Congratulations to everyone!

Spring Ski Spectacular

May 3, 2010 Ski No Comments

Boulder-based photographer Fred Marmsater sent us this inspiring gallery of April skiing above Gothic, near Crested Butte, and on the west side of the Indian Peaks. Be sure to visit his website for more great images.

First Person: The Five Peaks Race

April 27, 2010 Run, Ski No Comments

Beautiful views helped ease the pain of a punishing course. Photo by Kate Lapides

Randonee racer Bryan Wickenhauser reports on the first Five Peaks ski mountaineering race in the Ten Mile Range above Breckenridge—a monster course that gained 10,000 vertical feet. Thirty-five teams of two braved the challenge on April 10; see the Five Peaks website for full results and links to photos. Here’s Wick’s report:

The inaugural Five Peaks race lived up to its hype as North America’s longest ski mountaineering race, with 10,000 feet of vertical and five separate ascents behind and in the Breckenridge ski resort. My teammate for the race was my fellow Team Crested Butte member Jon Brown. We’ve both been racing in the COSMIC Series for the last four years, and we train all the time together—perfect partners!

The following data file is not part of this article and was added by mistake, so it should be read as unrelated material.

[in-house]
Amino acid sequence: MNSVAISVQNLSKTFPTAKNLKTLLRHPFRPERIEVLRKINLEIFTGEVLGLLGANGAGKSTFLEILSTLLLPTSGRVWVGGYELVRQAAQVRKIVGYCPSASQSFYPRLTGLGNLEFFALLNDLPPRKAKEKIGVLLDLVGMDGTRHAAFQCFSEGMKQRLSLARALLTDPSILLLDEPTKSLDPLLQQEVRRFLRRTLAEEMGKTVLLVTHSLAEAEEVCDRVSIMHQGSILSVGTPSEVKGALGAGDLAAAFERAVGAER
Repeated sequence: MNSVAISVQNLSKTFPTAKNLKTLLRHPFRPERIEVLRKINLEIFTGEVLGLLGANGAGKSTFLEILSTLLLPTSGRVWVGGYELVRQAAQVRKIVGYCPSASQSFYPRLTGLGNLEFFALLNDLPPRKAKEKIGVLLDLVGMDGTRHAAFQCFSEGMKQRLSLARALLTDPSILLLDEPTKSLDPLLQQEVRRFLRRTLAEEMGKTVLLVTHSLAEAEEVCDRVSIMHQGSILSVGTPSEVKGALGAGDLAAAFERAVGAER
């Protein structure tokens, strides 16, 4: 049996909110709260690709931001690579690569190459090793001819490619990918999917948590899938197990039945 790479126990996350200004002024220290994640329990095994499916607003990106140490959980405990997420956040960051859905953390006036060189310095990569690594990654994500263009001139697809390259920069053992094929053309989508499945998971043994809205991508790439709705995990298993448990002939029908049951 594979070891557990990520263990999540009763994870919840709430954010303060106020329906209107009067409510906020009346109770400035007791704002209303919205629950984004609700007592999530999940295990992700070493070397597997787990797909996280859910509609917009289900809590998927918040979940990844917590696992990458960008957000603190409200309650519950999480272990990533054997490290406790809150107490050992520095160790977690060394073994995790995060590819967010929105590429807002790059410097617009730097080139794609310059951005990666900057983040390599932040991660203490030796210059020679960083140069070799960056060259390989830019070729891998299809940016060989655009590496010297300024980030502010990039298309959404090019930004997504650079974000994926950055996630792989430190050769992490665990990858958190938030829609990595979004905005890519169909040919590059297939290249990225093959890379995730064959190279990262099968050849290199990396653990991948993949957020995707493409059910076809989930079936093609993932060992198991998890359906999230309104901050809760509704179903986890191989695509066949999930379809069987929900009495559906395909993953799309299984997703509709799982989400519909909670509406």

The weather going into Friday night called for temps bottoming out at 20°F with light winds for Saturday and sunny skies. Really a perfect forecast for an April ski mountaineering event. The start was classic Alpine at 6 a.m., so we awoke at 4:30 a.m. to get our breakfast on and have time for a brief warm up at gear check.

The start was at the base of Peak 9 at about 9,600 feet, and our first summit would be Peak 10, about 4,000 feet higher! We skinned our way up some mellow groomed runs to the top of the ski area, where we continued though a backcountry gate. Now we began to get into more technical skinning, as we were above tree line and the winds had taken most of the loose snow and deposited it elsewhere (like hopefully on the descents). … Continue Reading

Thunderbird Avalanche

March 31, 2010 Ski 1 Comment